Little did I know, it would be a life-changing trip.

We spent three weeks in our home state, visiting family and friends, and doing a good amount of exploring. And then we came to a revelation. I hadn’t had nearly as many fevers, wasn’t as fatigued, and wasn’t taking as much medicine as usual. The main difference we noticed was the weather. We hit a cold front while on our trip and most days were overcast and in the 40s. Though some Lupus patients actually feel better in the heat, it seemed the cold weather worked wonders for my body.

And then we did the unthinkable – packed up our entire life and moved back to New York six weeks later, not too far from Niagara Falls. The winters are brutal…and to be honest, I love every minute of them. The love affair between me and the cold weather is still going strong almost six years later. Of course, I do love the sunshine of summer and hiking near local waterfalls. But I have something in my “toolkit” now that I didn’t have 17 years ago when I was diagnosed – Coolibar clothing.

I remember the first time I heard about Coolibar and thought, can you really wear something that will protect you from the sun?  It sounded genius and perfect for people like me. Their long-sleeve t-shirts, rash guard, and wide-brimmed hats are my favorites and all perfect attire for somewhat sunny days here in Western New York.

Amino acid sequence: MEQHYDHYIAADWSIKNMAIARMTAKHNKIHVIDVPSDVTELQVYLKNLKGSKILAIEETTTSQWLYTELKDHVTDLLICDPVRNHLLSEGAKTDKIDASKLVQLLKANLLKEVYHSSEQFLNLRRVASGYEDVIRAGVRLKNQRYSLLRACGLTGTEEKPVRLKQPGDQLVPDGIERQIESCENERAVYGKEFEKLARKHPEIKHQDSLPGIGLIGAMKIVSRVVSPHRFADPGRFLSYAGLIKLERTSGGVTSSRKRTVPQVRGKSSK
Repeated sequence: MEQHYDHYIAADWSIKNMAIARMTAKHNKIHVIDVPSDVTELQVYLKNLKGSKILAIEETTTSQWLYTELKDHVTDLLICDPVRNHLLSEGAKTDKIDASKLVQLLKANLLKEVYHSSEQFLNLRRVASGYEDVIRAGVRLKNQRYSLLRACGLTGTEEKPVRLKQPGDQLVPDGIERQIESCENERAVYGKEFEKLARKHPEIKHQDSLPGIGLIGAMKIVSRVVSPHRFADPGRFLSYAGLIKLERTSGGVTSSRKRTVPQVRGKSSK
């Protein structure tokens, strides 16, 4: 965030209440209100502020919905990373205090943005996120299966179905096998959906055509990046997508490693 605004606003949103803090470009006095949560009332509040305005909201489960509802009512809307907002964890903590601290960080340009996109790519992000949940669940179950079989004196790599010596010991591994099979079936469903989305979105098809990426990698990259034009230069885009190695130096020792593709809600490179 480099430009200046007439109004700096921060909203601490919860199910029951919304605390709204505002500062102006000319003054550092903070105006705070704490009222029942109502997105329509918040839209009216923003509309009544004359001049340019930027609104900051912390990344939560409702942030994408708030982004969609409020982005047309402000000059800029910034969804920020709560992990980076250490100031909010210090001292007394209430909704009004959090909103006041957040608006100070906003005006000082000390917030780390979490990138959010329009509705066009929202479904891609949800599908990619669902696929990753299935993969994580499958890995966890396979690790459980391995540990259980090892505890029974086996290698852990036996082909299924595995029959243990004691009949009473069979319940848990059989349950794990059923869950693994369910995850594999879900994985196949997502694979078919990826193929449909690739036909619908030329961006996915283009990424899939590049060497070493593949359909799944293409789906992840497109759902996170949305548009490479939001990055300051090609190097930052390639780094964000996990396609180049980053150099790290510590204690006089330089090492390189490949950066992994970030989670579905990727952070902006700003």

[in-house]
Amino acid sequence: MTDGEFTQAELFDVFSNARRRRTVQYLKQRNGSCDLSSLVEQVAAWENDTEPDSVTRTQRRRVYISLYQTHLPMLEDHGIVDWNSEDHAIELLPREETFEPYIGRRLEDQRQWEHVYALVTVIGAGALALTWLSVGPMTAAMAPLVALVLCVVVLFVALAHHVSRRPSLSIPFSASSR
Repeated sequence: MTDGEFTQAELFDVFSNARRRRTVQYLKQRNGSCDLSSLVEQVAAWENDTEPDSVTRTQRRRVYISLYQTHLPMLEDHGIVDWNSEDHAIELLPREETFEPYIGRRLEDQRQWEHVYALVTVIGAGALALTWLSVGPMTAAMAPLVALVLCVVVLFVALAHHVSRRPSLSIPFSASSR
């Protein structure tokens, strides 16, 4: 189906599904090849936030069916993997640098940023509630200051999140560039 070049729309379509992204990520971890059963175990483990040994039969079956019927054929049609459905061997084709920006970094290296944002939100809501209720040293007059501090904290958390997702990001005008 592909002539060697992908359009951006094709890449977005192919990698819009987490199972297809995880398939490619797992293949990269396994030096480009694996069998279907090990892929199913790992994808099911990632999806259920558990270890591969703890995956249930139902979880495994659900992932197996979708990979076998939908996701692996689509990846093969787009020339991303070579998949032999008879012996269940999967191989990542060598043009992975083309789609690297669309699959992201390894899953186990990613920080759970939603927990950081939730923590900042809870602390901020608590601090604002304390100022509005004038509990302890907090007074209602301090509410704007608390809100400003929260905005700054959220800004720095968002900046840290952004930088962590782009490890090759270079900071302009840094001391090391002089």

I still have my ups and downs with lupus. Typically, I get IV treatments almost weekly at a nearby hospital, but the disease hasn’t broken my adventurous spirit and love for life. On my good days, I enjoy yoga, cooking, and creating the perfect recipe and food photo for my job as a food and health journalist. My husband, our rescue dog and I still love road trips and exploring – except now we venture to the coldest places possible. Two recent adventures have been Alaska and Nova Scotia (both gorgeous)… and you better believe my arsenal of Coolibar comes with me every time!

If you or someone you know has lupus, I’d love for you to come join us at LupusChick.com, a nonprofit autoimmune community I started 10 years ago. There we talk about every subject you can think of when it comes to chronic illness!

See you there.

XO Marisa

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Skin Diaries

Betty Hall: “Sunburn after sunburn, I never learned my lesson.”